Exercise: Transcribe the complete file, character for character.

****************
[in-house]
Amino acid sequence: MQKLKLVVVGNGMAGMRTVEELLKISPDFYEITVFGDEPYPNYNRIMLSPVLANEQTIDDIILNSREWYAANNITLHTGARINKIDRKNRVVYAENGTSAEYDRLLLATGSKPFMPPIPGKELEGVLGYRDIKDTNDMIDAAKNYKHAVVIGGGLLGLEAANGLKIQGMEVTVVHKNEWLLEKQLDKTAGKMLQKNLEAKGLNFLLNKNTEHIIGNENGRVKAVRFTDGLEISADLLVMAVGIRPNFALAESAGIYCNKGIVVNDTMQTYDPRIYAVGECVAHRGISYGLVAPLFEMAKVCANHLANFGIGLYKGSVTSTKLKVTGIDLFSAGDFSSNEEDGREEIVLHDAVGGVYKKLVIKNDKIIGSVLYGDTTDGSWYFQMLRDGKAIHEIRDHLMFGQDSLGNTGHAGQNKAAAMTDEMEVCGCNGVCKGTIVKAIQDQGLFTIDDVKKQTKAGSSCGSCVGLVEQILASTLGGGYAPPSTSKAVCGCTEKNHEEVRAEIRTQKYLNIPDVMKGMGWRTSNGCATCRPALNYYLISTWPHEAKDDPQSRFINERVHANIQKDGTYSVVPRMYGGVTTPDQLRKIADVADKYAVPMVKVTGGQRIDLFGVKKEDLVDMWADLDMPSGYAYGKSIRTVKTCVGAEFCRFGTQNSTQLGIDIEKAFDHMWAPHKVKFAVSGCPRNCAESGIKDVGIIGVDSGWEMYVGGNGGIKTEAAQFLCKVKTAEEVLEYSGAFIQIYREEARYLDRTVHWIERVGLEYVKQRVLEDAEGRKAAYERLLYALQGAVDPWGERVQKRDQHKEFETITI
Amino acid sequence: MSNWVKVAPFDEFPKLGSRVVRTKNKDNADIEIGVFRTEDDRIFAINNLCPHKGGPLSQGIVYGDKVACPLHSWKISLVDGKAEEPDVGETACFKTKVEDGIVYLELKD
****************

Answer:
[in-house]
Amino acid sequence: MQKLKLVVVGNGMAGMRTVEELLKISPDFYEITVFGDEPYPNYNRIMLSPVLANEQTIDDIILNSREWYAANNITLHTGARINKIDRKNRVVYAENGTSAEYDRLLLATGSKPFMPPIPGKELEGVLGYRDIKDTNDMIDAAKNYKHAVVIGGGLLGLEAANGLKIQGMEVTVVHKNEWLLEKQLDKTAGKMLQKNLEAKGLNFLLNKNTEHIIGNENGRVKAVRFTDGLEISADLLVMAVGIRPNFALAESAGIYCNKGIVVNDTMQTYDPRIYAVGECVAHRGISYGLVAPLFEMAKVCANHLANFGIGLYKGSVTSTKLKVTGIDLFSAGDFSSNEEDGREEIVLHDAVGGVYKKLVIKNDKIIGSVLYGDTTDGSWYFQMLRDGKAIHEIRDHLMFGQDSLGNTGHAGQNKAAAMTDEMEVCGCNGVCKGTIVKAIQDQGLFTIDDVKKQTKAGSSCGSCVGLVEQILASTLGGGYAPPSTSKAVCGCTEKNHEEVRAEIRTQKYLNIPDVMKGMGWRTSNGCATCRPALNYYLISTWPHEAKDDPQSRFINERVHANIQKDGTYSVVPRMYGGVTTPDQLRKIADVADKYAVPMVKVTGGQRIDLFGVKKEDLVDMWADLDMPSGYAYGKSIRTVKTCVGAEFCRFGTQNSTQLGIDIEKAFDHMWAPHKVKFAVSGCPRNCAESGIKDVGIIGVDSGWEMYVGGNGGIKTEAAQFLCKVKTAEEVLEYSGAFIQIYREEARYLDRTVHWIERVGLEYVKQRVLEDAEGRKAAYERLLYALQGAVDPWGERVQKRDQHKEFETITI
Amino acid sequence: MSNWVKVAPFDEFPKLGSRVVRTKNKDNADIEIGVFRTEDDRIFAINNLCPHKGGPLSQGIVYGDKVACPLHSWKISLVDGKAEEPDVGETACFKTKVEDGIVYLELKD